Sep 10, 2010

"Personality and Individual Differences" Journal

As I've stated before, I'm interested in finding physiological mechanisms behind personality differences and relationship choices.

Here's the link to abstracts of the journal Personality and Individual Differences since it first came out in 1980: http://www.sciencedirect.com/science/journal/01918869

Readers may find it interesting to browse through the abstracts and take in the refreshingly empirical approach, though it usually produces mundane results.

If anyone knows of better sources in this field -- perhaps something that separates the wheat from the chaff -- please post a link.

Perhaps somewhere between the plodding, generally unenlightening empirical research machine that is modern academic science and the intuitive, oversimplified, and semantics dependent philosophizing of socionics and other typologies a connection can be made that spawns a new and better theory of personality and relationships.

3 comments:

aestrivex said...

you might notice from a scan of these articles that we simply don't know anything about the physiological mechanisms of personality, especially the neurophysiological mechanisms.

rather than pointing you to abstracts of empirical articles, i strongly suggest for anyone with a background in socionics but none in an academic personality or social psychology, david funder's book "the personality puzzle" which in my opinion is incredibly well-written from an epistemological point of view offers an overview of the field from a variety of different perspectives as to measuring what personality is. it includes a section on the biological basis of personality, which is a good window into how paltry the academic literature is in describing anything about personality in terms of physiological mechanisms. the book was used in my introductory personality class in 2009 and old editions are available used on amazon for around $5 plus shipping. there is also a book of experimental readings related to the concepts he describes in the book called "pieces of the personality puzzle" which is also very cheap for older editions.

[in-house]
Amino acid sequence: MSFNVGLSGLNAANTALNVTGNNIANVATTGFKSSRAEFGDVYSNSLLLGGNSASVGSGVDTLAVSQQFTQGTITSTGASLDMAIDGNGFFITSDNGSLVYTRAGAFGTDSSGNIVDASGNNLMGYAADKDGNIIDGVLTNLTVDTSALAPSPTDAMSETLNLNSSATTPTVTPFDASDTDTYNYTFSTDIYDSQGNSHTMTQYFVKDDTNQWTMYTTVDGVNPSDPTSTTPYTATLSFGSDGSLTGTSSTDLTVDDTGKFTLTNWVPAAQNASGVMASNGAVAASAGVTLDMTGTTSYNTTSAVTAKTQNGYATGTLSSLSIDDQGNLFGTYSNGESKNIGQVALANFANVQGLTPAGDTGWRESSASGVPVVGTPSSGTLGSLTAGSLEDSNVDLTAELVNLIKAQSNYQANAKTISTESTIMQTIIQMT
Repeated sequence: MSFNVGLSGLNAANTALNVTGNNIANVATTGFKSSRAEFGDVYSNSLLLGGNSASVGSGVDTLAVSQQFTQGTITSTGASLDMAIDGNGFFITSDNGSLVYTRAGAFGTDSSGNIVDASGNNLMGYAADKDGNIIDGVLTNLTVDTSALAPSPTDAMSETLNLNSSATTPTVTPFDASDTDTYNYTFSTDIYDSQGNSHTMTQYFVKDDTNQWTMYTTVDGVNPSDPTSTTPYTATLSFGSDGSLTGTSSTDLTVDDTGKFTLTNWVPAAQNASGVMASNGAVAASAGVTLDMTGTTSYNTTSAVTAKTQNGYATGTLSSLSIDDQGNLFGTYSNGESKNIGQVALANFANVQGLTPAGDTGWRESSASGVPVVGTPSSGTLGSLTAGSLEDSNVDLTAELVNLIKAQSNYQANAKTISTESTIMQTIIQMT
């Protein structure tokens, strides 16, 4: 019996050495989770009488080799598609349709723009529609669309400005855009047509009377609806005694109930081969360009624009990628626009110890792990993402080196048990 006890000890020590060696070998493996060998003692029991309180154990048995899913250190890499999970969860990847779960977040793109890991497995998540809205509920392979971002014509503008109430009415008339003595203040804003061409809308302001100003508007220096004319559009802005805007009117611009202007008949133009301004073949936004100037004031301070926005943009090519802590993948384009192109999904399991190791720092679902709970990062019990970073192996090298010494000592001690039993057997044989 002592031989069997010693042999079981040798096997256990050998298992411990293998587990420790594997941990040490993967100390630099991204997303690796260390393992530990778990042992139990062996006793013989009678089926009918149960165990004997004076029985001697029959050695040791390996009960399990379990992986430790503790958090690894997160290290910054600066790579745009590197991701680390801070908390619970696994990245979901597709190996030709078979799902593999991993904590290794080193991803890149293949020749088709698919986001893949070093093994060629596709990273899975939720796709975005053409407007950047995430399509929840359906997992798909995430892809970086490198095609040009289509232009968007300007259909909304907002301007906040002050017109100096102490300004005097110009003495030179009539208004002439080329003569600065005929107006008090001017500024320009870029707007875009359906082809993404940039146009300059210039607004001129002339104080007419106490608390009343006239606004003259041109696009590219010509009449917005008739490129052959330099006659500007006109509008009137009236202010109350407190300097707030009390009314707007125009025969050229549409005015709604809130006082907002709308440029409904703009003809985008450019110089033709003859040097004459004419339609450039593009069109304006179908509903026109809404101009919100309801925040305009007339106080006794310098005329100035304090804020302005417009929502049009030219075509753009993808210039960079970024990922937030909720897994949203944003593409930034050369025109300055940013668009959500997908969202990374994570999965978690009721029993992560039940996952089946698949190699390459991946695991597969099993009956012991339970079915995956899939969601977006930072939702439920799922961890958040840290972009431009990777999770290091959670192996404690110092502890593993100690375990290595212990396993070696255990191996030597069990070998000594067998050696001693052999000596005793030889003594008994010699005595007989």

readers will probably find the book somewhat uninteresting and primarily addressing concepts you already know if you are familiar with the experimental literature of, for example, albert bandura.

Rick said...

Thanks for that recommendation. Here's a direct link to cheaper used editions of the book "The Personality Puzzle":

http://www.amazon.com/gp/offer-listing/0393928586/ref=dp_olp_used?ie=UTF8&condition=used

I have started a sort of folder where I store bits and pieces of info about different neurotransmitters, their function, and individual differences in levels, receptivity, numbers of receptors, etc. I feel like this project is going somewhere. Vasopressin, serotonin, and dopamine have begun to make some sense in terms of their influence on personality.

aestrivex said...

"Vasopressin, serotonin, and dopamine have begun to make some sense in terms of their influence on personality."

-- I don't see the synthesis of findings on the correlation of NTs to personality traits is especially comprehensible (at least from the body of literature from around two years ago), but good luck synthesizing it anyway.